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Forefoot Anatomy

The forefoot is the anterior portion of the foot formed by five metatarsals, fourteen phalange bones, and various soft tissues. This complicated structure makes pain in this region more complex to diagnose.

What is Forefoot Pain?

Forefoot Pain

Forefoot pain, also referred to as metatarsalgia, is a type of pain that occurs in the ball of the foot (along the ends of the metatarsal bones). Generally, forefoot pain is associated with aging. Individuals with metatarsalgia experience pain of varied intensities and discomfort and find it difficult to perform activities such as walking, running and playing.

What are the Symptoms of Forefoot Pain?

Patients with metatarsalgia usually experience a sharp, aching or burning pain in the ball of the foot. The pain usually worsens during standing, walking, running or when the affected foot is flexed. You may experience numbness or a tingling sensation in their toes. In most cases, the skin overlying the affected area becomes thick and hard, rough-textured, along with either complete/partial loss of sensation. This is often referred to as hyperkeratosis or callosity. You may sometimes notice changes in the shape of the feet or toes depending on the cause of pain.

What Causes Forefoot Pain?

Some common causes of forefoot pain include:

  • Being overweight: Excess body weight tends to put more pressure on the metatarsal bones and cause pain.
  • Overuse: Pain from overuse is often seen in athletes and runners.
  • Shape of the foot: Hammer toes (toe is bent at the middle joint) and bunions (a painful bump at the base of big toe) make you more prone to metatarsalgia.
  • Big toe arthritis: Arthritis is an inflammation of the cartilage and lining of the bone joints. Osteoarthritis is the most common type that causes excessive trauma and wearing away of the cartilage in the joints of the big toe.
  • Gout: This is a very common, painful form of arthritis that causes swelling, redness, and stiffness of the joints. It usually affects the big toe and leads to severe pain.
  • Stress fractures: Stress fractures of the foot, which may occur in athletes or walkers, can result in pain.
  • Morton’s neuroma: This is a painful condition affecting one of the nerves between the toes (interdigital nerve). Morton’s neuroma refers to the thickening of the nerve tissue between your third and fourth toes due to scar tissue formation.
  • Sesamoiditis: This condition is an inflammation of the sesamoid bones. These are the small, round bones embedded within the tendons leading to the big toe. The main cause of sesamoiditis is consistent pressure and tension applied over the foot. It is common if you participate in potentially high-intensity sports (runners) or jarring (jogging or boxing) activities.
  • Pes cavus: This is a condition of a highly-arched foot shape. The gap between the sole of the foot and the floor is higher than normal and places excessive pressure on the balls of the feet.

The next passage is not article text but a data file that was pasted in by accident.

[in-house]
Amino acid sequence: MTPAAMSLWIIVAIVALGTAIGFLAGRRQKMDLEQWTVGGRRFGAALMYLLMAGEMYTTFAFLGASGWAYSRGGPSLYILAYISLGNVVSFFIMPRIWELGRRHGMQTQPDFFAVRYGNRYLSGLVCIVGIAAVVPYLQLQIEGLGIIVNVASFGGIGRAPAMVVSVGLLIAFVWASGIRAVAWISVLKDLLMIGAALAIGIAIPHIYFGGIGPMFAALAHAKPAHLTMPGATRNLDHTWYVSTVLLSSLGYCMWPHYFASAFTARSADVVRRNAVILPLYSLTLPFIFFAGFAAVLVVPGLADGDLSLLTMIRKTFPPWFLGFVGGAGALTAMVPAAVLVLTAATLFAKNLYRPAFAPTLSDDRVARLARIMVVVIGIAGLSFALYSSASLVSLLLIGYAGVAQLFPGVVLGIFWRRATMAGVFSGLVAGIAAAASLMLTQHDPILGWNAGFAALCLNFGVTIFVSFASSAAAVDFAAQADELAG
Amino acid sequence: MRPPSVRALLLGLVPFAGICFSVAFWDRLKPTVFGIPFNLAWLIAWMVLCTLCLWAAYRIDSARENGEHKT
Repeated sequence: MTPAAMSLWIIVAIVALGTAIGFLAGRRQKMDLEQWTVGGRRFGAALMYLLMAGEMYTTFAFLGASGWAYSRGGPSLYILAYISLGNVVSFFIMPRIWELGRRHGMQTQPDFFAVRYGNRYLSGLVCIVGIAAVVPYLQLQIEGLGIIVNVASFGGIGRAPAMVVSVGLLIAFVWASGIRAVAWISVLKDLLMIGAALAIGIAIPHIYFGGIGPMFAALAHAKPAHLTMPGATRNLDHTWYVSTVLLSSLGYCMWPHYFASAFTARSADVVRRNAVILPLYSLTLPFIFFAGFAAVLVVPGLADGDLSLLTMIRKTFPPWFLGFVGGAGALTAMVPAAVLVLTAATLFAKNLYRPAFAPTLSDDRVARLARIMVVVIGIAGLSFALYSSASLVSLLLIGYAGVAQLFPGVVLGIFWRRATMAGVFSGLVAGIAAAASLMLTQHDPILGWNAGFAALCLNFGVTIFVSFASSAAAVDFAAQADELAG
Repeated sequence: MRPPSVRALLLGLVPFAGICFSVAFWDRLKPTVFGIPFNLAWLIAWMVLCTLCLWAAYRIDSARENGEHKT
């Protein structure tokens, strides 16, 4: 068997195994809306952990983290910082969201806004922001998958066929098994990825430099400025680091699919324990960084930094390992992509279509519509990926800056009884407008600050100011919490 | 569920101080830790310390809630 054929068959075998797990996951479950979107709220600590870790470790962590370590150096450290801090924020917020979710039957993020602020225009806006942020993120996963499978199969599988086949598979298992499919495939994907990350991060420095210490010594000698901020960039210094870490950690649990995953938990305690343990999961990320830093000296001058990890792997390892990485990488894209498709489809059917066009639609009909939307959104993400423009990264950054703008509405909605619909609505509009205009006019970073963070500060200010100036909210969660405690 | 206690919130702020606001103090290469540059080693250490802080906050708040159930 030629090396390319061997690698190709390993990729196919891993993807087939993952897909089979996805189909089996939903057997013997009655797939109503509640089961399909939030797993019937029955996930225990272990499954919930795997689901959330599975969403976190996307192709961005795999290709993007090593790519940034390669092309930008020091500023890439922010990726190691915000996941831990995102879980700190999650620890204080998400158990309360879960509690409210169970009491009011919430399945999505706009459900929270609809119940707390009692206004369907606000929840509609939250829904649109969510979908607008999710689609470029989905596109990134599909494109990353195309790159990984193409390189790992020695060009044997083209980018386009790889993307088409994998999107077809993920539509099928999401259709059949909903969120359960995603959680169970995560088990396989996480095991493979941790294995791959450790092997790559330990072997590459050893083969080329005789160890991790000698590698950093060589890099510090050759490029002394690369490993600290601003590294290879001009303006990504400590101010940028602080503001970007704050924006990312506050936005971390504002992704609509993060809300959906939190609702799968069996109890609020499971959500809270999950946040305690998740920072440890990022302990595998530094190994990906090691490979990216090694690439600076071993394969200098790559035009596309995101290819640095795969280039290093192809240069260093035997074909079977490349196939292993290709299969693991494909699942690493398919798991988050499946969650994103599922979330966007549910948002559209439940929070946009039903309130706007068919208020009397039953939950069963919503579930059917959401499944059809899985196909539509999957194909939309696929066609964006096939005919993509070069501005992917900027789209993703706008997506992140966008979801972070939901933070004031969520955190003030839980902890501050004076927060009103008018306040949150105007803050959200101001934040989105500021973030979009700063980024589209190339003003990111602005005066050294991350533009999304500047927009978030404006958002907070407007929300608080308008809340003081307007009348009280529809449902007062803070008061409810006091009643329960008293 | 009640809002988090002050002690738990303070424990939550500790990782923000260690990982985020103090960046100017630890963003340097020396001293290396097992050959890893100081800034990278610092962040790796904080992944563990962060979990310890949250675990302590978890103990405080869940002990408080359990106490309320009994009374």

• Loss of fat pad under the ball of the foot: With aging, the protective fat pad under the ball of the foot tends to thin out with overuse and may increase the susceptibility to pain in the ball of the foot.
  • Poorly-fitting shoes: Wearing tight, narrowed or high-heeled shoes can put constant strain on the metatarsal bones, causing forefoot pain.

How is Forefoot Pain Diagnosed?

Because there are many causes of forefoot pain, it requires careful judgment to decide on the diagnosis and treatment plan. A diagnosis must be cautiously made using a comprehensive history of the condition and direct questioning. Skilled knowledge of the forefoot anatomy allows a detailed examination and identification of the injured structure. Your surgeon may order X-rays or MRI of the affected foot or ankle to confirm the diagnosis.

What are the Treatment Options for Forefoot Pain?

Early treatment is critical to relieve pain. Mild to moderate cases of forefoot pain can be managed with conservative treatment. The following conservative measures help to ease the pain of metatarsalgia:

  • Your doctor may prescribe pain medications to reduce pain and inflammation.
  • Resting your feet and applying ice packs wrapped in a towel over the sole of the affected foot can reduce pain and swelling.
  • Adaptation to a weight loss dietary regimen, if you are overweight will help relieve the excess pressure on the feet.
  • Avoid vigorous activities that exert excessive stress on the bones and tendons of the feet. Begin specific exercises to help strengthen the foot muscles.
  • Use customized orthotics or insoles to support and protect the foot. It also helps to cut back the pressure placed on the metatarsal bones.
  • Toe pads, softening or gel pads can be placed inside your shoes to help cushion the shock while walking. Simple footwear modifications include using low-heeled shoes and broad toe box shoes with silicone gel pads to minimize discomfort at the tip of the toes.
  • Immobilization with a cast, splint, brace, walking boot or any other device is usually advised to prevent movement of the feet and assist in faster healing of the ruptured tendon.

Surgery is considered as the last option if the symptoms fail to resolve with conservative treatment and depends on your age and activity level, extent of damage to the tendon or bone or nerve, and other factors. Severe cases of neuroma and bunions may require surgery.

Surgical treatment involves realigning or reshaping the metatarsal bones.

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